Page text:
Is sufficient documentation provided for the data formats (file or data stream formats) used by the software product to enable interoperability? Do the data formats comply with open standards enabling further use of the data with another software product?*

To apply this criterion, it must first be defined which standards are considered open standards at the time of awarding a label.

Indicators:

a) Review of manuals and technical data sheets, comparison with known open standards

b) Check of compliance with known and open standards.


*This is decisive to prevent customer lock-in (dependence on the software product), which may force unnecessary resource consumption, both in the case of retaining an inefficient product and in the case of switching to a different product, which may require resources as well.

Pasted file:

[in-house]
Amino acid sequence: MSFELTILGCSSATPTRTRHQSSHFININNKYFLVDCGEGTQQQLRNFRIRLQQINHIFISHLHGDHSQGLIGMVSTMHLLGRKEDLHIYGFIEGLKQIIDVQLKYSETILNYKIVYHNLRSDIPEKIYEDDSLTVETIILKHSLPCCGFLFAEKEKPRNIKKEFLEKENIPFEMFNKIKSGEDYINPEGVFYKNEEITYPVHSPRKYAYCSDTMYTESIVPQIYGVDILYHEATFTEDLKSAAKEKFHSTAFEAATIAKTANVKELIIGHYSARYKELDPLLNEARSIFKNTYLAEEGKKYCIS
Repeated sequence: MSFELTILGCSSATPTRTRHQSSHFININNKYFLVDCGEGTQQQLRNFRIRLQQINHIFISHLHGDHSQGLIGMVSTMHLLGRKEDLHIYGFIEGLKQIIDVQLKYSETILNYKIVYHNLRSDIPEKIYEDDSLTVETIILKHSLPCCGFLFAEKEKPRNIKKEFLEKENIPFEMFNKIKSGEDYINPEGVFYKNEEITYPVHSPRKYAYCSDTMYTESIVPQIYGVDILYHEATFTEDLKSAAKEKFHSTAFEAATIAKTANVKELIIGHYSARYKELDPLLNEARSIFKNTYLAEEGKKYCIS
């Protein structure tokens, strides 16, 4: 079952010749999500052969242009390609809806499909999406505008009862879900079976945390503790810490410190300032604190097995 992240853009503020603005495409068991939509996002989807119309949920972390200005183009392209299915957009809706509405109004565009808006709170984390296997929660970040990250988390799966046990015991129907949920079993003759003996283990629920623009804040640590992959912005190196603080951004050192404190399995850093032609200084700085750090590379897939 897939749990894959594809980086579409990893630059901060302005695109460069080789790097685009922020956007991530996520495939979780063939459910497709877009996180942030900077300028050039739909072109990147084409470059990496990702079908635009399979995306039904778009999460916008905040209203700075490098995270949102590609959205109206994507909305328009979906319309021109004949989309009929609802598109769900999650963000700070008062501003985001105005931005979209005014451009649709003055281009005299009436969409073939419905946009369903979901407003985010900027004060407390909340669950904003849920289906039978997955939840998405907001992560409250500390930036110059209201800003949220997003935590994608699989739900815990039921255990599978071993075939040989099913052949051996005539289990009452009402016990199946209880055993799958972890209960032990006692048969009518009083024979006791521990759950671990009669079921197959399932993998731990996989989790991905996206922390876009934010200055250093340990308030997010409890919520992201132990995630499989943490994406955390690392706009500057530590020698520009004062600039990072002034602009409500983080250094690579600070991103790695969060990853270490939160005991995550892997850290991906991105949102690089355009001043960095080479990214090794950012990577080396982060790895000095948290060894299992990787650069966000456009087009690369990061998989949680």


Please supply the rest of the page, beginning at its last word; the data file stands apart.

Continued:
Are application programming interfaces (APIs) clearly documented, and are dissemination and further development of the program supported? Do the interfaces comply to open standards to enable interoperability?

Weighting of indicators may be highly dependent on context. The effects of open source code and licensing models on resource use cannot be assessed in terms of a general rule.

Indicators:

a) If APIs exist: Review of the documentation of the interfaces on the basis of the documentation of the software product and its APIs

b) Is the source code open?

c) Is the software released under a license that allows it to further develop it??

Can the software product be used for longer periods of time without serious negatives (in particular IT security problems) occurring, and does the user have the option to avoid unnecessary updates?1